Risk factors for symptomatic gallstones did not differ by rs6742078 genotype, confirming that the effect of genotype on risk of symptomatic gallstones is unconfounded by these risk factors (eTable 1 in the Supplement). Genotype did not interact statistically with sex (P for interaction = .46) or any other risk factors (age, BMI, physical activity, hormone therapy in women, or alcohol consumption) on risk of symptomatic gallstone disease (data not shown).
Excluding individuals with a plasma bilirubin level higher than 1.2 mg/dL (n = 3185), a characteristic of Gilbert syndrome,22 the HR (95% CI) for symptomatic gallstone disease was 1.11 (0.96-1.29) for TT homozygotes vs GG homozygotes in both sexes combined (P for trend = .03).
To our knowledge, this is the first study to examine the association between elevated levels of plasma bilirubin and prospective risk of symptomatic gallstone disease in the general population and the first to use a mendelian randomization approach in this context. The main findings of this study are that both observationally and genetically elevated levels of plasma bilirubin are associated with an increased risk of symptomatic gallstone disease. These results are compatible with a causal association between elevated levels of plasma bilirubin per se and increased risk of symptomatic gallstone disease.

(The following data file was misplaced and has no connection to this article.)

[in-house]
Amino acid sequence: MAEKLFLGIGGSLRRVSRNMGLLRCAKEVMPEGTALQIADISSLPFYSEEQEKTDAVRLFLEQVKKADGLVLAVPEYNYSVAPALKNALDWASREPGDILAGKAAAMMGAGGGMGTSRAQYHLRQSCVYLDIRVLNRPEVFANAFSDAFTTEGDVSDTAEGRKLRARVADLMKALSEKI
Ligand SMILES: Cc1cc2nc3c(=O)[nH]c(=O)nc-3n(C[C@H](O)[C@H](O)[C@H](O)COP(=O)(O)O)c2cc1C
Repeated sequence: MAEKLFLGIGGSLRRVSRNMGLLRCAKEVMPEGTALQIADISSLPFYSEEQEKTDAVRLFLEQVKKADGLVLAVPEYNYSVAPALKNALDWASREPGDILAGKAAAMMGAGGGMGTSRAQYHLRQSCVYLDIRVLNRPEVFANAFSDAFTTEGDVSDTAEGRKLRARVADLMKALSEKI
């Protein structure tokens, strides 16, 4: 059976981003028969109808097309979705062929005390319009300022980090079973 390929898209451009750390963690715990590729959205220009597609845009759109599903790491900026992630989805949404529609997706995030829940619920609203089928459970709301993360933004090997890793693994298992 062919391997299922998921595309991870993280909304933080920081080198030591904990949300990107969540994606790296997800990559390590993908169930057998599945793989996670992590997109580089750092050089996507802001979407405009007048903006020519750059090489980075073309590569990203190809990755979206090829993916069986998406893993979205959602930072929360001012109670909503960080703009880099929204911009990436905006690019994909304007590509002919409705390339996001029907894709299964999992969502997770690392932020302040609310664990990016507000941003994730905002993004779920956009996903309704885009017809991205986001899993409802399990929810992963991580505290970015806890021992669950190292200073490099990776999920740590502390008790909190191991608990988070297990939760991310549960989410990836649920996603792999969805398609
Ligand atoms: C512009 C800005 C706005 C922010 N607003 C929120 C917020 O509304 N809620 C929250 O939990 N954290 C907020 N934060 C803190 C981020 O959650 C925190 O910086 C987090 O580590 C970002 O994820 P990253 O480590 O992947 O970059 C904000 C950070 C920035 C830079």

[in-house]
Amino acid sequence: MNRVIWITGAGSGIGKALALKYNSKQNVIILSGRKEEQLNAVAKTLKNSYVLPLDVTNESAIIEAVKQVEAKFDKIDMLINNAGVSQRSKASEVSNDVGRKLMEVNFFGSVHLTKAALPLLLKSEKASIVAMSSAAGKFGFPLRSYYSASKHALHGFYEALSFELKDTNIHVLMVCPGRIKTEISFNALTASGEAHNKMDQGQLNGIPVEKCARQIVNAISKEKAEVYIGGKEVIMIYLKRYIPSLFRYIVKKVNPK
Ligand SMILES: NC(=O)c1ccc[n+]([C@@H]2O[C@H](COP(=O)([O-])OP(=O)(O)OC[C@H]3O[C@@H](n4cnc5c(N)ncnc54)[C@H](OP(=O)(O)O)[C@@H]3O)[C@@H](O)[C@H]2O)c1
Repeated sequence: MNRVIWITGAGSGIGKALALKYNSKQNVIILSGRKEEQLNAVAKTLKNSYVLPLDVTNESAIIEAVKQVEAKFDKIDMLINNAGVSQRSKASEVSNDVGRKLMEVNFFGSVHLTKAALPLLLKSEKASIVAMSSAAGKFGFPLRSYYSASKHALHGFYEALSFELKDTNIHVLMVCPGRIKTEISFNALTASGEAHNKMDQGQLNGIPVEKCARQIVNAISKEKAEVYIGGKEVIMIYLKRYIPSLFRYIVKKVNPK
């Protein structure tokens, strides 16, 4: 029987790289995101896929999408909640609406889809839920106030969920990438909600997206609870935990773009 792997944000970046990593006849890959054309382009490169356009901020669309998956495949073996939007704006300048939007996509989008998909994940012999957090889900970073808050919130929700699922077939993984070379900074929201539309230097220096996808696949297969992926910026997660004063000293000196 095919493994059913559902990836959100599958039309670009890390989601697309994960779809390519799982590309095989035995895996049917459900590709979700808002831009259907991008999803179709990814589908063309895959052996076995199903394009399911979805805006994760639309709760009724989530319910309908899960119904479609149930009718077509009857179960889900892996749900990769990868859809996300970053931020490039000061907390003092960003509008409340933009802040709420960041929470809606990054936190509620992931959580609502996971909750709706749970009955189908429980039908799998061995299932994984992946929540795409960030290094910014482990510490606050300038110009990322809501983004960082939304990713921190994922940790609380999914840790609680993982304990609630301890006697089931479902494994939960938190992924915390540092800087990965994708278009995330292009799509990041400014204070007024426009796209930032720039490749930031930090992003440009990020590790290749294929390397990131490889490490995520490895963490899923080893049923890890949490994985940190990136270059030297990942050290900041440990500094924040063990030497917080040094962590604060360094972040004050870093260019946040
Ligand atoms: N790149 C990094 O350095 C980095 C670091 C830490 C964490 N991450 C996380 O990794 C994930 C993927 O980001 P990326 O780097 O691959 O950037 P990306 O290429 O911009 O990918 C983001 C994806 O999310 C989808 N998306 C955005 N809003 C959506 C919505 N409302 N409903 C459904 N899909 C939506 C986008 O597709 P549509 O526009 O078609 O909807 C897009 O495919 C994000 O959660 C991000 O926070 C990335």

Possible links between plasma bilirubin level and gallstone disease have been described previously. First, bilirubin is a major constituent not only of pigment gallstones (primarily composed of calcium bilirubinate salts) but also of cholesterol gallstones, the most common form of gallstones in the Western world.1,2 Unconjugated bilirubin in the bile combines with calcium to form calcium bilirubinate salts that, in turn, may act as a nidus for the formation of cholesterol gallstones.3-5 Second, a range of hemolytic conditions (characterized by elevated plasma bilirubin level) is known to increase the risk of gallstone disease, presumably because of increased efflux of bilirubin into bile.2 Third, previous studies9-11,23-32 have reported an increased risk of gallstone disease in individuals with decreased hepatic conjugation of bilirubin due to genetic variation in the gene encoding the bilirubin-conjugating enzyme UGT1A1. In a large case-control study (n = 2606 gallstone cases), Buch et al9 found that UGT1A1 rs6742078 TT vs GG+GT was associated with gallstone disease in German men (odds ratio, 2.34; 95% CI, 1.68-3.26) but not in women (odds ratio, 1.10; 95% CI, 0.84-1.45). This sex-specific effect was replicated in a smaller cohort of South Americans (n = 210 gallstone cases).9 In contrast, in our general population study of 61 212 individuals, including 3374 with symptomatic gallstones, we observed an increased risk in both men (TT vs GG; HR, 1.37; 95% CI, 1.12-1.67) and women (HR, 1.15; 95% CI, 1.01-1.32), thus extending the effect of UGT1A1 rs6742078 to both sexes and to the general population. However, both observational and genetic estimates were attenuated among women compared with men in our study.